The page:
Jung-Hesse: A Record of Two Friendships

Abraxas

Although Life is an Affair of light and shadows, we never accept it as such.

We are always reaching towards the light and the high peaks.

From childhood, through early religious and academic training, we are given values which correspond only to an ideal world.

The shadowy side of real life is ignored, and Western Christianity provides us with nothing which can be used to interpret it.

Thus the young men of the West are unable to deal with the mixture of light and shadow of which life really consists; they have no way of linking the facts of existence to their preconceived notions of absolutes.

The links connecting life with universal symbols are therefore broken, and disintegration sets in.

In the Orient, and especially in India, the situation is very different.

There, an ancient civilization based on nature accepts a cosmos of multi-faceted gods; and thus the Easterner can realize the simultaneous existence of light and shadow and of good and evil.

Absolutes do not exist, and if God is thus disarmed, so is the devil. But the price of such an understanding a direct tribute to nature itself. Consequently the Hindu finds himself less individualized than the Westerner; he is little more than a part of nature, one element in the collective soul.

The question which the Western Christian now has to face in whether, without losing his individuality, he can accept the coexistence of light and shadow and of God and the devil.

To do so, he will have to discover the God who was Christian before the personalized Christ and who can continue in a viable form after him.

Such a deity would be the Christ of Atlantis, who once existed publicly, and who still continues to exist–even though submerged under the deep waters of our present civilization. Such a god would also be Abraxas, who is God and the devil at the same time.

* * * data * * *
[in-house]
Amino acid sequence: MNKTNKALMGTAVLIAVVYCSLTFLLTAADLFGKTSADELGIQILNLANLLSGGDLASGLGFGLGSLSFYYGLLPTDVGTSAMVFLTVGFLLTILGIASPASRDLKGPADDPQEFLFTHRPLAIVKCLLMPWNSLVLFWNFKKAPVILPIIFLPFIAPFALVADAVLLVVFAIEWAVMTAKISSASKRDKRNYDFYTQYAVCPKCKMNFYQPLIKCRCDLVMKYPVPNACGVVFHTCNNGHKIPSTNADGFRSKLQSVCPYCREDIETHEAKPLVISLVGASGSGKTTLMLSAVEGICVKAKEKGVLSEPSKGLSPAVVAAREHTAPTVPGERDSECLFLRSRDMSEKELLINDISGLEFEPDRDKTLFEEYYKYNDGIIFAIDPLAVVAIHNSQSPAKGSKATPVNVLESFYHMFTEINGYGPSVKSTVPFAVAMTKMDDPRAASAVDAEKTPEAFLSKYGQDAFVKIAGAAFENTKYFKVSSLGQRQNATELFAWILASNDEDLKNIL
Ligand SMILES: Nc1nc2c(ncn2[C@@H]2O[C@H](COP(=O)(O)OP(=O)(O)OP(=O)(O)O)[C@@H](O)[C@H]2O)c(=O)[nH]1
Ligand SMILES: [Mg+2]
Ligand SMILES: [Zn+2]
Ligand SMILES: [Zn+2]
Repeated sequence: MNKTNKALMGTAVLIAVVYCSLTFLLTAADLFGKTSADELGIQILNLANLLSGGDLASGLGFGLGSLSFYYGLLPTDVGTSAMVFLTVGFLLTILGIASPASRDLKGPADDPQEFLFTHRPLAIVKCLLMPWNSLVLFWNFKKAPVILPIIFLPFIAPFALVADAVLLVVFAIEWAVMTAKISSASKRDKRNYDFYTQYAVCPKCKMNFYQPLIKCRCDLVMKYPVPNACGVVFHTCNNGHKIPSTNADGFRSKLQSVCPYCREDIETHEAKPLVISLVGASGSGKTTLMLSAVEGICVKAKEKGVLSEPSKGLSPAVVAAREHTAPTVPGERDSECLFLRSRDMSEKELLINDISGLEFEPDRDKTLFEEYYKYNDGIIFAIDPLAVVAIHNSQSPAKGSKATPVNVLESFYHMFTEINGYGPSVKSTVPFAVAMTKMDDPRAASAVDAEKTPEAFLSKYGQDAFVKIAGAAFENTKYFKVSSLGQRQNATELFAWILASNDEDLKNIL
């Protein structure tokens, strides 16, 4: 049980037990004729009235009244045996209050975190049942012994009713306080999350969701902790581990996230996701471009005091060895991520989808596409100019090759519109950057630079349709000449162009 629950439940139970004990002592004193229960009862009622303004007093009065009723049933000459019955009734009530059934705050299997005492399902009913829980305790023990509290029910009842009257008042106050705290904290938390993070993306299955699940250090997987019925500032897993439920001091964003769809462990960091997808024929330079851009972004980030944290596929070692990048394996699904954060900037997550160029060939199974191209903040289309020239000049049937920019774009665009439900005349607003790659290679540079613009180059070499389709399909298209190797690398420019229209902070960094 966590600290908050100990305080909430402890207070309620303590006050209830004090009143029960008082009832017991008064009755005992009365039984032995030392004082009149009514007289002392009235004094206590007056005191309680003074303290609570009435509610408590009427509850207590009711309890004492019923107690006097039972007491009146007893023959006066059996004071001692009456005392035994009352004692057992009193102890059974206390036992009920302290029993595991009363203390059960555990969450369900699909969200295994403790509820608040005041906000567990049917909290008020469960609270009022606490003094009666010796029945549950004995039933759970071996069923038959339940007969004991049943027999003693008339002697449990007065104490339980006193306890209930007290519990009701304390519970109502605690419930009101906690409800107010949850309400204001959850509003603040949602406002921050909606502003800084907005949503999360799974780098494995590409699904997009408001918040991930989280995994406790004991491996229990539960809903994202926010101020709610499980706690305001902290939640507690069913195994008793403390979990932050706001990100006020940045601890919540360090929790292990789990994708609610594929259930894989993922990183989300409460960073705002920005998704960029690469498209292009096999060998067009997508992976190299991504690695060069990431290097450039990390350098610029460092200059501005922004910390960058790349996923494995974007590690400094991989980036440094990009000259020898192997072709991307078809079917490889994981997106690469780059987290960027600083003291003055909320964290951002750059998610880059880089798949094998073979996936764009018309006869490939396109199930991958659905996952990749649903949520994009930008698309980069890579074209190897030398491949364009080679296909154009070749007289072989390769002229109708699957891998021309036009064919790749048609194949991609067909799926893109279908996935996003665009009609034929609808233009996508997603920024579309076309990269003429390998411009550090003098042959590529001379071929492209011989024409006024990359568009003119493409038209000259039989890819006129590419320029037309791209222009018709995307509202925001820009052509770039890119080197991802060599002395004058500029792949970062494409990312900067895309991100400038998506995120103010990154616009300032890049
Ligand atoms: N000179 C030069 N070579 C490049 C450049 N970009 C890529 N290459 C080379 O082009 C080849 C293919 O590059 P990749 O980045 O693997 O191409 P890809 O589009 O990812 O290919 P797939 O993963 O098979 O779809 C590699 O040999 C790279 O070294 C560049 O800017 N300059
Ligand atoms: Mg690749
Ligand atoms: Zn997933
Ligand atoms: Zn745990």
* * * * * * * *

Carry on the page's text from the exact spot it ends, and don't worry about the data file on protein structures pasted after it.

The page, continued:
The first time I heard of Abraxas by name was in Demian, but I had really known about him from my childhood days.

I had sensed his existence in the heart of the Cordillera of the Andes and in the unfathomable depths of the Pacific Ocean which beats against our coasts. This ignis fatuus, the flames of heaven and hell which exist in him, flickered even in the foam of these waves.

Abraxas is a Gnostic god who existed long before Christ.

He may be equated too with the Christ of Atlantis, and is known by other names by the aborigines of the Americas, amongst them the Indians who inhabited my country.

Hermann Hesse speaks of him in this way:

Contemplate the fire, contemplate the clouds, and when omens appear and voices begin to sound in your soul, abandon yourself to them without wondering beforehand whether it seems convenient or good to do so.

If you hesitate, you will spoil your own being, you will become little more than the bourgeois facade which encloses you, and you will become a fossil.

Our god is named Abraxas, and he is both god and the devil at the same time.

You will find in him both the world of light and of shadows.

Abraxas is not opposed to any of your thoughts or to any of your dreams, but he will abandon you if you become normal and unapproachable.

He will abandon you and look for another pot in which to cook his thoughts.

The modern Christian and the Western world as a whole has now reached a point of crisis, and the choices open seem less than attractive.

We neither want one of those apocalyptic catastrophes which have so disfigured our past history, nor do we want the de-humanizing path of the Orient which would result in an irremediable lowering of our standards.

Perhaps then the· only possibility that remains is Abraxas, that is to say, ·’ projection of our souls both outwards and inwards, both to the light and to the deep shadows of our biographical roots, in hopes of finding in the combination of the two the pure archetype.

This pure archetype would be the authentic image of the god which is within ourselves and which has been sunk for so long, like Atlantis, under the waters of our consciousness.

Thus Abraxas would also come to mean Total Man. ~Miguel Serrano, Jung and Hesse A Record of Two Friendships, Page 5-7